An outright ban on wet wipes, sauce sachets and hotel toiletries are just some recommendations that could be brought in to reduce waste.
The Oirechtas Climate Committee wants to see 20% of space in large supermarkets allocated for refillable or reusable products.
It is also recommending selling loose fruit and vegetables at a lower price than packaged goods.
The plastic bag levy could also be expanded in 2021 if new recommendations are approved by Government.
The committee has proposed banning hotel toiletries and single sachets of sauce, salt or sugar as part of the new Circular Economy Bill - which is due to be published next year.
Mindy O'Brien is coordinator at environmental charity Voice Ireland.
"It's kind of the next step beyond single use plastic bans that came into place in July.
"This is something that was done in France: they dedicated 20% of the supermarket floor towards reusables and refillables.
"That could be for dry goods, rices, pastas - or also for cleaning products, personal care products.
"We just need to change the system and the supermarkets - we want to create a level playing field so that all supermarkets are required to do this and to make it mainstream - so it's easy for the consumer to do that right thing".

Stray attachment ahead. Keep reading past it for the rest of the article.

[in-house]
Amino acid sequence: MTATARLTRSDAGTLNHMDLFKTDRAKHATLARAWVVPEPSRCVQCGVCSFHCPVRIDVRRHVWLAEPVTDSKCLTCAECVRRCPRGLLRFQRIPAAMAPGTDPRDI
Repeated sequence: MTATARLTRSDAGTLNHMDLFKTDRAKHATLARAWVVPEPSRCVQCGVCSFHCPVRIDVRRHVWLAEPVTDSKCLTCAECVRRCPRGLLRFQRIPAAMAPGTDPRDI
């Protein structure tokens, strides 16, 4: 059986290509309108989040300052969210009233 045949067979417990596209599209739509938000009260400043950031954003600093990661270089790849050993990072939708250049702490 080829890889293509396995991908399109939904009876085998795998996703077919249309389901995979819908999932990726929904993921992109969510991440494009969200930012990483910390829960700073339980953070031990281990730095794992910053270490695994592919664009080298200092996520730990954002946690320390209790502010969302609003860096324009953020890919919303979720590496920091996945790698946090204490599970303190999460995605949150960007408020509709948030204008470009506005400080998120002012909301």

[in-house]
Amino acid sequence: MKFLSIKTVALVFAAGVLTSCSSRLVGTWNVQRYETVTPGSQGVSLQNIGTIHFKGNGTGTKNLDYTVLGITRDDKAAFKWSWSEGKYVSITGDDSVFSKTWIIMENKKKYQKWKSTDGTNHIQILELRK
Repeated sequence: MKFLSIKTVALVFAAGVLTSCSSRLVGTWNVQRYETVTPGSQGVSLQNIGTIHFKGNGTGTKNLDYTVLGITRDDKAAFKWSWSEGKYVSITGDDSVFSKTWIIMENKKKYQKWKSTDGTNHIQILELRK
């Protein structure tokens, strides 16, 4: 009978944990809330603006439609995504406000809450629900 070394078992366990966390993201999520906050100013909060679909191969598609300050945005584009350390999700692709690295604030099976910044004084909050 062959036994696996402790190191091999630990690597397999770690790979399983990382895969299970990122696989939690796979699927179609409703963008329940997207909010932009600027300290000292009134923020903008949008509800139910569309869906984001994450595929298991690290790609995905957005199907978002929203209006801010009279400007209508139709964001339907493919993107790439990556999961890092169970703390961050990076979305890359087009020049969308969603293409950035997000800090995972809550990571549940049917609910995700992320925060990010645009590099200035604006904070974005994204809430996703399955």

And she says it is important that all retail moves together on this.
"If one shop goes ahead of the other shops, then they may be [at] an economic disadvantage.
"We believe that all supermarkets should move together and we just haven't seen the progress over the last three years that we've been dealing with.
"So we think that actually regulation is essential to get them to change".
'You won't get pushback'
Change management consultant Alan O'Neill says shops want this to happen.
"It's just another reality for retailers - it's change, more change.
"And retailers are so resilient: all of the retailers that I've worked with around the globe in the last year are all talking about sustainability.
"And consciously so, not because they have to, they really do want to support the green agenda in whatever way they can.
"Why limit it to only 20%? That is a fantastic start by the way... we don't want it to stop there.
"Why not, for example, go and just ban all plastics by a certain year?"
And he says most retailers will be happy to get onboard.
"I would say bring it on for retailers or for any business, because you won't get pushback.
"I don't believe you'll get pushback.
"It is going to be difficult for the retailers, but they will be very very heavily dependent on collaborating with their suppliers all the way back through the supply chain".
The full bill is set to be published early in the new year.